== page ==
Google Brings More Features to Android

Posted on February 23, 2021 by Paul Thurrott in Android with 13 Comments

Android users won’t need to wait for Android 12 to get new functionality: Google announced several new features today, and they work on Android 6 and newer.

“It wasn’t all that long ago that we introduced Android users to features like Emoji Kitchen and auto-narrated audiobooks,” Google’s Hideaki Oshima writes. “But we like to stay busy, so today we’re highlighting six of the latest Google updates that will make Android phones more secure and convenient — for everyone.”

Those features are:

Password Checkup. Originally available in Chrome, Google’s Password Checkup feature is now built directly into Android too, so you can easily learn if any of your passwords has been previously exposed and what to do about it.

Scheduled send in Messages. The Android messaging app, called Messages, can now be used to send scheduled messages. Just write the message normally and then press and hold on the Send button to select a date and time for the message delivery.

TalkBack. The new version of the Android screen reader, called TalkBack, is now available, making Android more accessible. “We worked closely with the blind and low vision communities on this revamp of TalkBack to incorporate the most popularly requested features including more intuitive gestures, a unified menu, a new reading control menu, and more,” Oshima says.

Google Assistant improvements. Google Assistant has been improved to support more hands-free functionality for making calls, setting timers and alarms, and playing music.

Google Maps improvements. Google Maps finally supports a dark theme.

Android Auto improvements. Android Auto now supports custom wallpapers, new voice-activated games, contacts and Assistant shortcuts on the home screen, split-screen capabilities, and a new privacy screen feature.

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Comments (15)

15 responses to “Google Brings More Features to Android”

  1. derekaw

    Split-screen?! Finally!

  2. dftf

    I'm not sure what the big news is here -- aside from the password-checkup, none of the other features should be tied to a specific Android OS release anyway, as they are all decoupled apps. "Messages", "Android Accessibility Suite" (which includes TalkBack), "Android Auto", "Google Maps" and "Google Assistant" are all in the Play Store.


    So, the news here actually is "Google announces Password Checkup coming to older Android devices; and five app-updates"

  3. crunchyfrog

    Any updates to Android Auto are welcome but they need to push automakers to include the option. I know that BMW and other luxury brands only have CarPlay as an option.

  4. crunchyfrog

    Scheduled messages is a neat idea. iOS apparently does not have this but I've never tried to hold down the send button until just now. I had no idea there were hidden options.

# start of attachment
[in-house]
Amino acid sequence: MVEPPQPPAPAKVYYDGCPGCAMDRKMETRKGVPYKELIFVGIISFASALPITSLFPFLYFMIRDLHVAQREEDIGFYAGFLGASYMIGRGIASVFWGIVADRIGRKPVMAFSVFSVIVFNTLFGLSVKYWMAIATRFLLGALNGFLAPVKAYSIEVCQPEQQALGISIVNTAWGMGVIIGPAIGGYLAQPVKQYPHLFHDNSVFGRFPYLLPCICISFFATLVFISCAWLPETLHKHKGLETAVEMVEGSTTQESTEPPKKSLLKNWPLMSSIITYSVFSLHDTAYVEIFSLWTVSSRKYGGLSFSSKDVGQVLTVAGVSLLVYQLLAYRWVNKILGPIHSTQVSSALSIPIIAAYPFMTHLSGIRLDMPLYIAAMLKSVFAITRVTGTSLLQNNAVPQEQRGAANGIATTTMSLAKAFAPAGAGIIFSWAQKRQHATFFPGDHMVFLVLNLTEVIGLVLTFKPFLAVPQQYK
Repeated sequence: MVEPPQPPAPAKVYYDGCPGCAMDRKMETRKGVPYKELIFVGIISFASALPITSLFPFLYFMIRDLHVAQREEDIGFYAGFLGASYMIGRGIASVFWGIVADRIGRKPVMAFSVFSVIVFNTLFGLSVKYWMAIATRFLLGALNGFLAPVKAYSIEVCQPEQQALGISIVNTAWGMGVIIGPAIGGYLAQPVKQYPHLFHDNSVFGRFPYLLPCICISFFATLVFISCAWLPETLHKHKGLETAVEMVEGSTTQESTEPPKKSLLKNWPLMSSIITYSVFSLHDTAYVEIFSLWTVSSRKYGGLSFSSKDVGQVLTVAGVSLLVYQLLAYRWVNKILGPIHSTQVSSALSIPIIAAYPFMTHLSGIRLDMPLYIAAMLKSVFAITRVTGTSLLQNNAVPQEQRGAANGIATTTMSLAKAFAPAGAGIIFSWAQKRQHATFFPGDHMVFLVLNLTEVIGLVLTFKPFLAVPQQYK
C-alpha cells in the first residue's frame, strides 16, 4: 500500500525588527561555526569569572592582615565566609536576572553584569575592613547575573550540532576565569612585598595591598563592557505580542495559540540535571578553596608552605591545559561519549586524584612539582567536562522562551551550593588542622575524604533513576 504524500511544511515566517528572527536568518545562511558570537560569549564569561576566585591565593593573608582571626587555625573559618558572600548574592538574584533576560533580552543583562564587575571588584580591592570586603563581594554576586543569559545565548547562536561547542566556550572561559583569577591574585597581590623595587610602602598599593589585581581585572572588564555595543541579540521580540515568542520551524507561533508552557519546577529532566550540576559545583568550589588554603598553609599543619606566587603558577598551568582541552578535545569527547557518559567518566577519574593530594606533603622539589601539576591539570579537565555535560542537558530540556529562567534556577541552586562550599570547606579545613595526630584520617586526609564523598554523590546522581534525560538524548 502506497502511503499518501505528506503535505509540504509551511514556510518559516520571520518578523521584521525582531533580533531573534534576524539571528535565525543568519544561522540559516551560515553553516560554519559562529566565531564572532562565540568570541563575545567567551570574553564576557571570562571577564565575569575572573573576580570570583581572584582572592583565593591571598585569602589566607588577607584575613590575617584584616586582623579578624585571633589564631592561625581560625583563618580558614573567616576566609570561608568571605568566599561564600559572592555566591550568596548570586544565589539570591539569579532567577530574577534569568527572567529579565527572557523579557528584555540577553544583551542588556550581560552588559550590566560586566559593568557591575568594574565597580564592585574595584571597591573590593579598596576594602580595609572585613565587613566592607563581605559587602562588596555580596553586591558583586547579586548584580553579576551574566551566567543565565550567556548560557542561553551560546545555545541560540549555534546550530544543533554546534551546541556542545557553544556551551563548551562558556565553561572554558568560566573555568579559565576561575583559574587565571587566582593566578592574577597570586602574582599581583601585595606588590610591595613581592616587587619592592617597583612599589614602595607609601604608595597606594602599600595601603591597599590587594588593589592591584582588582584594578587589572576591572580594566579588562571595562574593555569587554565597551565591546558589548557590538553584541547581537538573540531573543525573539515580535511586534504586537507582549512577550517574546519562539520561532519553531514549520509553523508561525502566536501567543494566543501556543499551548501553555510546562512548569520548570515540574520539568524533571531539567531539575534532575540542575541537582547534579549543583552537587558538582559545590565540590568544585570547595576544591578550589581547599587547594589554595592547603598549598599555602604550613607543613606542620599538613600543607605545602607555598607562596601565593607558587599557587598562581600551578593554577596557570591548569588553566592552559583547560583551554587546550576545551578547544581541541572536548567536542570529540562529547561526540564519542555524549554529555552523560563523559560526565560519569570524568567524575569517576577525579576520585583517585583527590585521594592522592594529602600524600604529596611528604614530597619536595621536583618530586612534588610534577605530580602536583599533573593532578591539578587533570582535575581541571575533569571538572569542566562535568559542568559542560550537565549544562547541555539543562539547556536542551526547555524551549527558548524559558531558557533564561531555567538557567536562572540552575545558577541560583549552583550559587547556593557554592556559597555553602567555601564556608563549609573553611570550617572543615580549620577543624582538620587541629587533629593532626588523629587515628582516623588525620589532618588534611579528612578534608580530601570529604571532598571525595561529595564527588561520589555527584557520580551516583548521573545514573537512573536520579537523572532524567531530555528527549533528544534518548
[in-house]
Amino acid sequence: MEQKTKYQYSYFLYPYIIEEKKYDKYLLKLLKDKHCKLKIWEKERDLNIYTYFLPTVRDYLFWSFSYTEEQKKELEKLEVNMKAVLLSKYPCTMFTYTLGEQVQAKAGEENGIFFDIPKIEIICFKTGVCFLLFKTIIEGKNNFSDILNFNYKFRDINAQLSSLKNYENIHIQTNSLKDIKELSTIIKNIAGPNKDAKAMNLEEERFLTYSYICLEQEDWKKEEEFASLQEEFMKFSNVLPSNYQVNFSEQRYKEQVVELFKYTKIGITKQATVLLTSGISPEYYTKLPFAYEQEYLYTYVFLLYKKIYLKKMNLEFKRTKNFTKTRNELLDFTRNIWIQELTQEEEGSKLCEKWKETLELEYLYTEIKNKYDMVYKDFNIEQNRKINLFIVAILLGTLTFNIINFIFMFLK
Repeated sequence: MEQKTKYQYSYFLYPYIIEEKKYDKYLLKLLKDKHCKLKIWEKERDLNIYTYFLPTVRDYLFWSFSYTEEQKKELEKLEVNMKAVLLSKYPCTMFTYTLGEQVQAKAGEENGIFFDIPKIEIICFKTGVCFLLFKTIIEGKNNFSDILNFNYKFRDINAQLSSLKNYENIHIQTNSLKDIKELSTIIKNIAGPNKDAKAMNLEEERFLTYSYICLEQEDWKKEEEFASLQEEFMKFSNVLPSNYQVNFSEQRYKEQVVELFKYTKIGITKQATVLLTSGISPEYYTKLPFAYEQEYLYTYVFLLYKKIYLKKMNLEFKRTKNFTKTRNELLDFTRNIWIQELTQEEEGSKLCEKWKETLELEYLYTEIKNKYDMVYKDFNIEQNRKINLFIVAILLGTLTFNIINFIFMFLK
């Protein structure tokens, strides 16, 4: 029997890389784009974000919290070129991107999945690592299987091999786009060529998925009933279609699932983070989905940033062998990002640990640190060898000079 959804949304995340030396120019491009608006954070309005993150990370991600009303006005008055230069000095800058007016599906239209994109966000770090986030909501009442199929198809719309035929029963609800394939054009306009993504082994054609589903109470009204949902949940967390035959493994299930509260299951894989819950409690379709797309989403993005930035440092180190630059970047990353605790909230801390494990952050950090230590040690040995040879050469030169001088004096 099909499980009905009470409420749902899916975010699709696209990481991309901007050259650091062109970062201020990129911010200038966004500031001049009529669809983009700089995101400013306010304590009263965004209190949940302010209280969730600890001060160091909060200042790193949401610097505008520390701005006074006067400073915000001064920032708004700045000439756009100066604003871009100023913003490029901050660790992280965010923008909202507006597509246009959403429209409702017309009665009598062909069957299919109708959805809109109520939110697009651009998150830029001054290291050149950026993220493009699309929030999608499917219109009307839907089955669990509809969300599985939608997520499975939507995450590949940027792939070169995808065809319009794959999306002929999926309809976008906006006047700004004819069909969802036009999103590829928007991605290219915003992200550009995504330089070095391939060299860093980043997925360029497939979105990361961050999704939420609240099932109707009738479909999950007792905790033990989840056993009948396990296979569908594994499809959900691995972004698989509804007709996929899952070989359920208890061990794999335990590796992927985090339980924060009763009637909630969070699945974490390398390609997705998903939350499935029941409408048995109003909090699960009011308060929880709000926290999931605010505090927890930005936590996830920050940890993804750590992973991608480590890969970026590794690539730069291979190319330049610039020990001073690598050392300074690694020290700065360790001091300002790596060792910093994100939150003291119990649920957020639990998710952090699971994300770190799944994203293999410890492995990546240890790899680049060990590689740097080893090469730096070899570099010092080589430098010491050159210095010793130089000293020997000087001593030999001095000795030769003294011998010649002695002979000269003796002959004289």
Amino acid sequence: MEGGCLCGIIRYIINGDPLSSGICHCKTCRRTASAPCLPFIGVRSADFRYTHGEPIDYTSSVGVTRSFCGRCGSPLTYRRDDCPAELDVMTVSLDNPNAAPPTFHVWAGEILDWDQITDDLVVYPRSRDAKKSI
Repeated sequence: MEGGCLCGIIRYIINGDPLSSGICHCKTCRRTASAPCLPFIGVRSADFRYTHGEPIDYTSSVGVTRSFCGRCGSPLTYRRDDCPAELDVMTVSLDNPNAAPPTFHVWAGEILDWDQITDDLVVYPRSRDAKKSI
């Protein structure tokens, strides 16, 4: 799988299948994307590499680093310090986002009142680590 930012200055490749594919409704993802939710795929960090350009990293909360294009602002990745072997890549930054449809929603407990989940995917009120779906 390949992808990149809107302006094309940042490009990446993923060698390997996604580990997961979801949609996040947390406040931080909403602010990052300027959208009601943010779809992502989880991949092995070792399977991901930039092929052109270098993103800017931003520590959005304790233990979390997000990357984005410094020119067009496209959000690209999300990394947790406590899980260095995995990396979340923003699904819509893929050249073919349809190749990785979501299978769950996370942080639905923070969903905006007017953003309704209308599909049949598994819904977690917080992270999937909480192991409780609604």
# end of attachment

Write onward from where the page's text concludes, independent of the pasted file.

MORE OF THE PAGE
5. dftf

    In reply to Pungkuss:

    You might have slightly missed my point.


    This article is framed in a "out of the goodness of their own hearts, Google has decided not to make these features exclusive to Android 12 and will backport them to older versions..."


    Whereas I'm thinking "okay, so five of those six new-features are simply updated features to existing apps, so of course you'd expect to see them in any version of Android the app still supports."


    It's like saying "Google Chrome and Firefox continue to provide Windows 7 users with all the same features as Windows 8 and 10 users" and making-out like it's something special. No, for as-long-as you decide to still offer app-updates on an older platform, it's not unreasonable to expect feature-parity the best you can offer. As otherwise, just stop supporting it

  6. ebraiter

    As of which update? My S10 got an update today. Coincidence?

  7. jdawgnoonan

    Android Auto is good but not great. Coming from iPhone to the Note 20 Ultra, Carplay is a better experience in most ways.

  8. danwat1234

    Funny, i use the "Do It Later" app to send timed text messages. Finally Android supports this in the native app!

  9. Awhispersecho

    So assistant still doesn't announce who is calling or that you got a text from someone and allow you to answer and respond like Cortana did 6 years ago. You would think this stuff would be standard, hands-free stuff by now, especially with the hands free driving laws and yet, the biggest smartphone OS in the world still can't or won't do it.

  10. DBS

    Not so much "new features to Android" but more like "new functionality to Google's own bloatware".

  11. melinau

    As a long-term Android user, I'll say any improvements are to be welcomed!

    The overall "Android experience" is rapidly falling behind Apple's iOS, and probably the worst let-down, is the apparently random way both Security & OS updates are delivered (if at all).


    This is now so bad that I'm seriously thinking of going over to the "dark" (expensive & locked-down) side & buying an iPhone. OnePlus - previously a stand-out seems to be backtracking on offering OS updates for more than a couple of years & Samsung is trumpeting that it'll offer 4 years of updates. As an ex Samsung owner, the glacial pace of their updating indicates that will be about one Major Android version! The rest of the Android camp are little better.


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